Online bidding started at $5,000 before soaring to $104,765 when bidding was closed, said Michael Russek, operations director for Grey Flannel Auctions in Westhampton, N.Y.
Truman was "thrilled" and "really happy with the overall number," Russek said Thursday. "He has no crazy plans other than paying off his college tuition."
Russek called it "the most expensive pair of game-used footwear that anyone has ever sold. It just smashed the record."
Grey Flannel previously sold a pair of game-used rookie Air Jordans for $21,780 that also had been used by Jordan. More recently, another auction house sold a pair of shoes Jordan wore in his rookie season for $31,070, Russek said.
A message relayed by the auction house to Truman wasn't immediately returned Thursday.
Truman befriended Jordan by fetching him his favorite pre-game snack, the former ball boy told The Salt Lake Tribune last month.
It started with a challenge from Jordan: "`There will be no autographs for ball boys after the game if I don't get my applesauce."'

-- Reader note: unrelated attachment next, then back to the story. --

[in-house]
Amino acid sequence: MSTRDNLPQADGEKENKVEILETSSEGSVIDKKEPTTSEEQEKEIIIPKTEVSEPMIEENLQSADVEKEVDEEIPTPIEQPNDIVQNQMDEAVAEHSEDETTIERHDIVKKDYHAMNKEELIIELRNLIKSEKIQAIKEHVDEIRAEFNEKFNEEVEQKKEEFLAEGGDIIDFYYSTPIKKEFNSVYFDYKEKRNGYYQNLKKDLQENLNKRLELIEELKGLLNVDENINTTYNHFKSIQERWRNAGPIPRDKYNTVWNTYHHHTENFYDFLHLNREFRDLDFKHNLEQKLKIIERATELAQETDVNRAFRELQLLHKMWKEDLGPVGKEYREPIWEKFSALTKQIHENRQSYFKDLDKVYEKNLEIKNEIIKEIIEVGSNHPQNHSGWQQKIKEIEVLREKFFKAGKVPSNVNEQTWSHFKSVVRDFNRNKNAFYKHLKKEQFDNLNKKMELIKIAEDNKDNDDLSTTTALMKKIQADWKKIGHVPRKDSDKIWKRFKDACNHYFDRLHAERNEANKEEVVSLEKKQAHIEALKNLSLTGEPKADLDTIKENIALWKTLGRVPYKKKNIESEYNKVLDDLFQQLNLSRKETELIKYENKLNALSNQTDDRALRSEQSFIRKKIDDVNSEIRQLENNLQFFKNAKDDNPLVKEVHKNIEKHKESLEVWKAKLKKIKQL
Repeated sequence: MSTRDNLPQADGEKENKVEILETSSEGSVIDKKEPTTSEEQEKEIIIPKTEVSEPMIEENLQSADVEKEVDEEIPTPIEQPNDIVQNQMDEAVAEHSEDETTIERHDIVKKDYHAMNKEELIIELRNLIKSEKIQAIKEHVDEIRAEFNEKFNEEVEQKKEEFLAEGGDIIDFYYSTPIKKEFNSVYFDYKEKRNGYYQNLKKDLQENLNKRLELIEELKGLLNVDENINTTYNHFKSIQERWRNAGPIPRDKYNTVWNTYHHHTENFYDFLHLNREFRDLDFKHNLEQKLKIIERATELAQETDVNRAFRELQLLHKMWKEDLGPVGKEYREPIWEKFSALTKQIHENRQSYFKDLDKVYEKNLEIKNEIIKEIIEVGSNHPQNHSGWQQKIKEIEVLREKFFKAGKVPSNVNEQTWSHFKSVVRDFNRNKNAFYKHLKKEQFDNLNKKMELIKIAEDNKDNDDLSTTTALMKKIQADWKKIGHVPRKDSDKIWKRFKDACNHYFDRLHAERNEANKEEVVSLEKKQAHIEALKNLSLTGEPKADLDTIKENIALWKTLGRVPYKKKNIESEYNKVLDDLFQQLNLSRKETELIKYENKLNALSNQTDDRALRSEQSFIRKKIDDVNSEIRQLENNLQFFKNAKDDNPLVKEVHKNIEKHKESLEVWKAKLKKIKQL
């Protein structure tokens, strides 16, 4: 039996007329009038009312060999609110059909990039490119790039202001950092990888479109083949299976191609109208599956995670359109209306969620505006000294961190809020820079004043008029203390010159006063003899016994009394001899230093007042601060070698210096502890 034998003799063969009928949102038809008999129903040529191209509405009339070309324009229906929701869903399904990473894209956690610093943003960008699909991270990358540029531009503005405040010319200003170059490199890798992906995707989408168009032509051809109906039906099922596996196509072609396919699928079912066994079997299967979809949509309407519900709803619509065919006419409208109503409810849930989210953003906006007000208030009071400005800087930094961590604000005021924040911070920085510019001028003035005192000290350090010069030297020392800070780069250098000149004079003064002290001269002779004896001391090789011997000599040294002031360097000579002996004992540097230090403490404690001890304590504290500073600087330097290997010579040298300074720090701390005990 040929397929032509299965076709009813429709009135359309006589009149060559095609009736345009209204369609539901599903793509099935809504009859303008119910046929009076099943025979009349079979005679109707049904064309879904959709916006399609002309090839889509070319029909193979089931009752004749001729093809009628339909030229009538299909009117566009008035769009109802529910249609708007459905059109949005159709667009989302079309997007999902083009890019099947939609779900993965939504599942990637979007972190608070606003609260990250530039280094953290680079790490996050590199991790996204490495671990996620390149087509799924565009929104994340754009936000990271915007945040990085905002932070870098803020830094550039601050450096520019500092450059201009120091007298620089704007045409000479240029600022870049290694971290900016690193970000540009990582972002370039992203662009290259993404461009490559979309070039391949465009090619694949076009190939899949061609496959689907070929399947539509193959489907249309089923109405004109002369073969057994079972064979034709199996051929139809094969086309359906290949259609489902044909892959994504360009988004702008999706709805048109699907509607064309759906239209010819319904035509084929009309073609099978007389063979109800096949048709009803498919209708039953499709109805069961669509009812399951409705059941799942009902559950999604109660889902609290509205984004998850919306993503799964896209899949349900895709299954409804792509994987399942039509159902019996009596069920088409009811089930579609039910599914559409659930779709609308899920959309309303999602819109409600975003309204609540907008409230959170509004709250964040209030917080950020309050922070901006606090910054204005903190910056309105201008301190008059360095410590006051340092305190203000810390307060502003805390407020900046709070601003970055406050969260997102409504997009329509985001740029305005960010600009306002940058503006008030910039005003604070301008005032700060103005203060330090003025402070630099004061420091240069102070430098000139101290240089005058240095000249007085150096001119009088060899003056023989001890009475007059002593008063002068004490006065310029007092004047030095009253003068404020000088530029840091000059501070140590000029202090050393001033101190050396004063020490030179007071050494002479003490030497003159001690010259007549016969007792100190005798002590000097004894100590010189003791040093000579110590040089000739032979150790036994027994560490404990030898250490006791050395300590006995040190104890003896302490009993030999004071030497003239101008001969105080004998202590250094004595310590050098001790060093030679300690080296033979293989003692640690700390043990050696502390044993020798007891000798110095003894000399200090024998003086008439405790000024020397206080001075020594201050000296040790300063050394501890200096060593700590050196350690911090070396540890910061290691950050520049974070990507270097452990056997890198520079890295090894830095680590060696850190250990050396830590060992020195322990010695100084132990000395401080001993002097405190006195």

With 45 minutes until tipoff in an early-season 1996 game, Truman dashed through the Salt Lake City arena looking for applesauce. He finally secured an industrial-sized container from a commissary. Jordan was grinning: "You came through," he told Truman.
When the Chicago Bulls came back for the finals months later, Truman had more applesauce waiting for Jordan along with a bold request: "Are you doing anything with your shoes after the game?"
Jordan looked him in the eye and said, "Why, you want them?" Truman said he would be honored.
After leading the Bulls to a critical victory, scoring 38 points despite having to be helped on and off the court by teammates, Jordan gave the red-and-black shoes to Truman.
Thu, 12 Dec 2013 21:48:00 +0000
Giants reach agreement on 1-year deal with Morse
SAN FRANCISCO (AP) Michael Morse and the San Francisco Giants reached agreement on a one-year, $6 million contract Thursday, and he is expected to be the team's starting left fielder.